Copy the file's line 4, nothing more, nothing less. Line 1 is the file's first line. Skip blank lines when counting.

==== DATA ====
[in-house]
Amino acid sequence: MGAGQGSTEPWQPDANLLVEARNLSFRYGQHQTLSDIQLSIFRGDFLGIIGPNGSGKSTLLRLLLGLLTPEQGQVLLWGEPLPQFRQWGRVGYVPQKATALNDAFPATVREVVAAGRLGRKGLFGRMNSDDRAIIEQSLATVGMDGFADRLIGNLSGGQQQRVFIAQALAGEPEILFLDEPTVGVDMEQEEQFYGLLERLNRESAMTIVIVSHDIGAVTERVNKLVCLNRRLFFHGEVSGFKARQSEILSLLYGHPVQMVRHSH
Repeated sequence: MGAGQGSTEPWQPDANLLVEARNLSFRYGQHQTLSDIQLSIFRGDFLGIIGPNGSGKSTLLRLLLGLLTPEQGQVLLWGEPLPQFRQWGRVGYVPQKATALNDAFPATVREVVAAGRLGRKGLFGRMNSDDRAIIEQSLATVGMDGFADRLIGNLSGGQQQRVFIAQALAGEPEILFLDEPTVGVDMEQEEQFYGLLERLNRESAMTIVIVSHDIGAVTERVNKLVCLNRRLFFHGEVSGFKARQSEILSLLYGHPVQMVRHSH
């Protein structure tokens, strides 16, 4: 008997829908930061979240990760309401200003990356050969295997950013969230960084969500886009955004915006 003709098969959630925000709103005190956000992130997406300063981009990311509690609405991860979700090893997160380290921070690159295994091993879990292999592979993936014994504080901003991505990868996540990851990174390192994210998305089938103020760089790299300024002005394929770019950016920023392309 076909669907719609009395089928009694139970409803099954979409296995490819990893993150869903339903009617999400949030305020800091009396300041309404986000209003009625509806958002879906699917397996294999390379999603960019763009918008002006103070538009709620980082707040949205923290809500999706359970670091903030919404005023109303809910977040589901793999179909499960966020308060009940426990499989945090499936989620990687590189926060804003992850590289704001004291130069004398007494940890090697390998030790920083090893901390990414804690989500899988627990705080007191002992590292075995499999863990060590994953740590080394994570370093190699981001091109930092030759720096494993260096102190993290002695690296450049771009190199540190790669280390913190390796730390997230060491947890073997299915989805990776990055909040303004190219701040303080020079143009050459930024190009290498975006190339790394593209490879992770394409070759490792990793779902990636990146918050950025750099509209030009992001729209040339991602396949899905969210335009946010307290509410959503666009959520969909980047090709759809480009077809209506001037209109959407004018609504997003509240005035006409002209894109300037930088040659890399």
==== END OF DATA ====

């Protein structure tokens, strides 16, 4: 008997829908930061979240990760309401200003990356050969295997950013969230960084969500886009955004915006 003709098969959630925000709103005190956000992130997406300063981009990311509690609405991860979700090893997160380290921070690159295994091993879990292999592979993936014994504080901003991505990868996540990851990174390192994210998305089938103020760089790299300024002005394929770019950016920023392309 076909669907719609009395089928009694139970409803099954979409296995490819990893993150869903339903009617999400949030305020800091009396300041309404986000209003009625509806958002879906699917397996294999390379999603960019763009918008002006103070538009709620980082707040949205923290809500999706359970670091903030919404005023109303809910977040589901793999179909499960966020308060009940426990499989945090499936989620990687590189926060804003992850590289704001004291130069004398007494940890090697390998030790920083090893901390990414804690989500899988627990705080007191002992590292075995499999863990060590994953740590080394994570370093190699981001091109930092030759720096494993260096102190993290002695690296450049771009190199540190790669280390913190390796730390997230060491947890073997299915989805990776990055909040303004190219701040303080020079143009050459930024190009290498975006190339790394593209490879992770394409070759490792990793779902990636990146918050950025750099509209030009992001729209040339991602396949899905969210335009946010307290509410959503666009959520969909980047090709759809480009077809209506001037209109959407004018609504997003509240005035006409002209894109300037930088040659890399």